PLYMOUTH, Mich. — Craig Anderson wants to remain with the Ottawa Senators — provided an offseason of turmoil is behind them.
“If everything going on this summer gets cleaned up, I’ve got no interest in going anywhere else,” the 37-year-old goalie said Sunday at the Stars & Stripes Showdown when asked about an offseason report that he had requested a trade from the Senators. “I’m too old for drama.
“I love Ottawa — I’ve been there for eight years now and that’s my home — but I don’t want anything to do with drama.”
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There has been plenty around the Senators this offseason.
On June 19, forward Mike Hoffman was traded to the San Jose Sharks, who sent him to the Florida Panthers the same day. The trade came one week after a report by the Ottawa Citizen claimed Melinda Karlsson, the wife of Senators defenseman Erik Karlsson, had filed an application for a peace bond against Hoffman’s girlfriend, Monika Caryk, alleging harassment and cyberbullying that occurred last season and continued after the Karlssons’ son, Axel, was stillborn.
On July 1, general manager Pierre Dorion said the Senators had offered Karlsson, who can become an unrestricted free agent July 1, 2019, a contract extension. Two days later, Sportsnet reported Karlsson had been given permission to seek an extension with another NHL team as part of a sign-and-trade agreement. Karlsson remains with the Senators, but Sportsnet reported Friday that trade talks surrounding the two-time Norris Trophy winner had heated up.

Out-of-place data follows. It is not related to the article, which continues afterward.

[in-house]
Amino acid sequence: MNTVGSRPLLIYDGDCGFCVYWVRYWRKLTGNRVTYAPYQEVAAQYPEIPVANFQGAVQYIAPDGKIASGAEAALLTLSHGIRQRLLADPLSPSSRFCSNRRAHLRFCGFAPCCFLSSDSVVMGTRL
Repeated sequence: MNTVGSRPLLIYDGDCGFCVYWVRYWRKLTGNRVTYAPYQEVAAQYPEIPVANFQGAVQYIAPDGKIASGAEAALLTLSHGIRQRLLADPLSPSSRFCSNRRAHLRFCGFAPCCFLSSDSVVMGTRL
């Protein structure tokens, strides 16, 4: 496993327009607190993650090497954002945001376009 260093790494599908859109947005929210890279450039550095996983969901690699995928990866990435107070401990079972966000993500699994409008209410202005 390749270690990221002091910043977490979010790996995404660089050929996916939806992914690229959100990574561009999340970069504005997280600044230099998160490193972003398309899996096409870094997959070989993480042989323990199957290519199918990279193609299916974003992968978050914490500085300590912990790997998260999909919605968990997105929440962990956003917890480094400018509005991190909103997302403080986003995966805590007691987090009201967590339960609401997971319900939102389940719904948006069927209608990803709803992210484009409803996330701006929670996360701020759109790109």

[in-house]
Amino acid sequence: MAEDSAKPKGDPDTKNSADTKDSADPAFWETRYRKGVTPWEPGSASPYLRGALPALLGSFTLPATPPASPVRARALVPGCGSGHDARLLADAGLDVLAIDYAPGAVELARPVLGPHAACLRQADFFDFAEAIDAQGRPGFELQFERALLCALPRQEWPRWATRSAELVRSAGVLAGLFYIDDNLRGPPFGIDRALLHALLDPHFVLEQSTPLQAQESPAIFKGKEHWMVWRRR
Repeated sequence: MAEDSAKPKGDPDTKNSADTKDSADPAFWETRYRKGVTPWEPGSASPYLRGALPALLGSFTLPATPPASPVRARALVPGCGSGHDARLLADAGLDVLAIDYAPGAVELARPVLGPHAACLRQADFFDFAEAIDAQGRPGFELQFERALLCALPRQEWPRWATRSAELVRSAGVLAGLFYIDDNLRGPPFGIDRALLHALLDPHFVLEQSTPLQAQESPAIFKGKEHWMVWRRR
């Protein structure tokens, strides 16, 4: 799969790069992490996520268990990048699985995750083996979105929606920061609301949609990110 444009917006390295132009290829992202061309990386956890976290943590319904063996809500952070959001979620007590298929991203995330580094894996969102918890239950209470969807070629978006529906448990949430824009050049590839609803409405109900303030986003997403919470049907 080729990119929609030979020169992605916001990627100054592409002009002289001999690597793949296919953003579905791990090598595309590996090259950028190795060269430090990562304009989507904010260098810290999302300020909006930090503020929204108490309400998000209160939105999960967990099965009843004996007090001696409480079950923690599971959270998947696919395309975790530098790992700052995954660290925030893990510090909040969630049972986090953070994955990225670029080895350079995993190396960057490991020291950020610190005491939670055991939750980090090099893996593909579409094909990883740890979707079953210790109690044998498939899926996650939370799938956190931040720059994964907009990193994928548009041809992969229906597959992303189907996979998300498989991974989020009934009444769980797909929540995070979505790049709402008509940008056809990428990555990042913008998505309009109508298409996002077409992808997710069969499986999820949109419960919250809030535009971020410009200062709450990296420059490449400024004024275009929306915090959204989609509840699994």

All this after Anderson’s wife, Nicholle, who is recovered from throat cancer, lived in Florida the past two seasons with their kids.
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Anderson, whose contract runs through the 2019-20 season, said he hasn’t spoken to Karlsson this offseason, focusing instead on his family.
“We’ve been in Florida and I’ve pretty much stayed away,” said Anderson, who went 23-25-6 with a 3.32 goals-against average and .898 save percentage last season for the Senators, who finished with the second-worst record in the NHL (28-43-11, 67 points) one season after reaching the Eastern Conference Final. “I’ve got two kids with three activity sports each, and they just started school two weeks ago, so it has been one of the times where it is nice to get away from everything.”
He was sure to get to the Stars & Stripes Showdown on Sunday, a charity game in honor of USA Hockey executive Jim Johannson, who died in January at 53.
“Whenever you played for USA Hockey, JJ was the point man, and whenever you needed anything, he took care of it,” Anderson said. “When we were asking to come to Plymouth to honor it, it was really a no-brainer for all of these guys.”
Anderson, who gave up four goals in his one period, got more out of the game than a good workout.
“For me, this is a good learning experience,” he said. “I’m going up against a lot of great scorers, and I’m able to watch them and keep track of what tricks they’ve got up their sleeves. That might help somewhere down the line.”